Friday - - Advice -


My chil­dren are not used to do­ing do­mes­tic chores as we had house help for a very long­time. Nowthat we don’t have one, they are will­ing to pitch in but only if I of­fer some in­cen­tive. I de­test do­ing that. Any ideas?


I’m sure there are plenty of ex­as­per­ated par­ents out there who can iden­tify with your con­cerns. In fact, I’m pretty cer­tain this is one of the most com­mon causes of fam­ily ar­gu­ments – youwant chil­dren to take re­spon­si­bil­ity for clean­ing up their own mess and also de­velop a sense of in­de­pen­dence and per­sonal re­spon­si­bil­ity. They would rather ‘do it later’ or not at all, un­less there’s some­thing in it for them. They feel you’re nag­ging them; you feel they’re treat­ing you dis­re­spect­fully and so the cy­cle con­tin­ues.

The key is to break that cy­cle. Be­fore you do any­thing, in your own mind work out what it is you ex­pect your chil­dren to do on a daily/weekly ba­sis then sit them down and clearly ex­plain those ex­pec­ta­tions.

Point out the pos­i­tives to help­ing out – they will be learn­ing valu­able life skills, as well as en­abling their par­ents to spend more qual­ity time with them do­ing en­joy­able things be­cause they aren’t busy clean­ing up af­ter the­mall the time.

You could even make it vis­ual through a chart that is kept where ev­ery­one can see it. Make sure they un­der­stand your rea­son­ing be­hind ask­ing them to share in the chores and that there will be con­se­quences if they don’t keep to their side of the bar­gain.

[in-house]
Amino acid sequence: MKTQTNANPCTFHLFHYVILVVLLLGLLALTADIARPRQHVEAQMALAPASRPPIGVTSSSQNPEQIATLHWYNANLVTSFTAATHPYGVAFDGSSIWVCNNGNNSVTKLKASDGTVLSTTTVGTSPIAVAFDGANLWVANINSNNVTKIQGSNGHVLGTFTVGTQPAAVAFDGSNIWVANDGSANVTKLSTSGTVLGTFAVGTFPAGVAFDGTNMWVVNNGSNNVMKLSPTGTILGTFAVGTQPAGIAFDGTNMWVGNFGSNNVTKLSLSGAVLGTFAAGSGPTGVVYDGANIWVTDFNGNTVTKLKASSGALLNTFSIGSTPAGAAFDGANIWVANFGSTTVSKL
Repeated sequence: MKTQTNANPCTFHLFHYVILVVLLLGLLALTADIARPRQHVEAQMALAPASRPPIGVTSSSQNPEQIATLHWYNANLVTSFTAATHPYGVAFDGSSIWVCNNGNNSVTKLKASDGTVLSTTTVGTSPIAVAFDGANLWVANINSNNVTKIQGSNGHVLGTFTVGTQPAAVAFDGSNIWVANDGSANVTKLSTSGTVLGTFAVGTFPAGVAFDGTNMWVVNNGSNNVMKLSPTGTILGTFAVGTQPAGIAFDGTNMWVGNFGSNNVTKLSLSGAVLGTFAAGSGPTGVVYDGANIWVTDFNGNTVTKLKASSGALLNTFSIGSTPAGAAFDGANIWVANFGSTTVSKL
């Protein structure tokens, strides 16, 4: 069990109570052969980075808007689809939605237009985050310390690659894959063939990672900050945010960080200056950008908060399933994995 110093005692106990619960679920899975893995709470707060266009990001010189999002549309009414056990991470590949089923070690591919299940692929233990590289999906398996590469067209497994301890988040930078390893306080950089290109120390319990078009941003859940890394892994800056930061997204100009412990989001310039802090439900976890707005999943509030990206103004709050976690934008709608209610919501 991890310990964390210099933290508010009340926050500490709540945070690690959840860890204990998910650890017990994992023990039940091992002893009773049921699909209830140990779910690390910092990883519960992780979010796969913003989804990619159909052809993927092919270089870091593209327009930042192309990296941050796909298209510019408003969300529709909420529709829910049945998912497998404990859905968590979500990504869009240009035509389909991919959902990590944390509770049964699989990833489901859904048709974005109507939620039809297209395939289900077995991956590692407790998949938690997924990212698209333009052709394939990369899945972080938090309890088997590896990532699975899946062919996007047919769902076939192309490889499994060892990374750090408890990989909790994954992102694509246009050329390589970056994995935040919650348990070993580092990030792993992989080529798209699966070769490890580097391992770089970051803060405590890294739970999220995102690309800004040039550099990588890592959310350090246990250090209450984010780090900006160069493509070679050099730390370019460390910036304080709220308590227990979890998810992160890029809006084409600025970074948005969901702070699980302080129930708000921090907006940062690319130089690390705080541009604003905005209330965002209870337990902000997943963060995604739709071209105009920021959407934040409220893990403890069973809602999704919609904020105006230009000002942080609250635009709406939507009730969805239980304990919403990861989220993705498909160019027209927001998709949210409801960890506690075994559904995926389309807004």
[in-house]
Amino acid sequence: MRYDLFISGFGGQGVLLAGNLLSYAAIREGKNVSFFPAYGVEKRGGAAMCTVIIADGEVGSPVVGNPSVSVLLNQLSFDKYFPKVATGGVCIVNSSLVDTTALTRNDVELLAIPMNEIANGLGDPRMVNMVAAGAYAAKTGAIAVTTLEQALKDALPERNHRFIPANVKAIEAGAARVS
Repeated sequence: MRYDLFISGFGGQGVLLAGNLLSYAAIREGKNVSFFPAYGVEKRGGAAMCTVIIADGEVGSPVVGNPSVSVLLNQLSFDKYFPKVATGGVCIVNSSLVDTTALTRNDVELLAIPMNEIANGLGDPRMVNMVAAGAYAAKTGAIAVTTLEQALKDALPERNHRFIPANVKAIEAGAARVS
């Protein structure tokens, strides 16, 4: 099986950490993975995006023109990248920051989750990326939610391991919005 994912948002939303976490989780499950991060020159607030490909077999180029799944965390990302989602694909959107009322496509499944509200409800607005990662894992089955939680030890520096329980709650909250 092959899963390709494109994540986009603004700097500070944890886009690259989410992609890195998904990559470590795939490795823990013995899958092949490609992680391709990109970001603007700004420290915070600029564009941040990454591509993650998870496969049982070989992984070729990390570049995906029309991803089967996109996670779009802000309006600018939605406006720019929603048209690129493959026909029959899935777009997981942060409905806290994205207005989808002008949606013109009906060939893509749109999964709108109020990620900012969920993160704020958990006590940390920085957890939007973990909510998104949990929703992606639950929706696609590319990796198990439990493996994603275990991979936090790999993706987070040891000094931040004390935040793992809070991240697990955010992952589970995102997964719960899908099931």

You don’t men­tion their ages, but I do think it’s a good idea to build in a re­ward sys­tem, so that they are re­warded each week for achiev­ing every­thing on the list. For older kids, you can for­malise pocket money and for younger chil­dren per­haps a reg­u­lar small weekly treat (try not tomake this food based). This will give you more wrig­gle room when it comes to im­pos­ing those con­se­quences if they fail to rise to the chal­lenge.

And be con­sis­tent. It’s easy to give in and do it your­self to avoid con­fronta­tion, but if you show them you don’t re­ally mean busi­ness, they won’t take your ex­pec­ta­tions se­ri­ously. Also, never set more chores as a pun­ish­ment be­cause this will send out mixed mes­sages.

Fi­nally, try and in­tro­duce el­e­ments of fun into it. Make a game out of tidy­ing up for younger kids and set shorter time lim­its for older kids to help mo­ti­vate them. Try and get the­mall to do things at the same time. Also re­ally con­sider the tim­ing so you don’t ex­pect them to do chores when they are pressed for time as this just causes more stress.

RUS­SELL HEM­MINGS is a life coach, and clin­i­cal and cog­ni­tive be­havioural hyp­nother­a­pisGOTA


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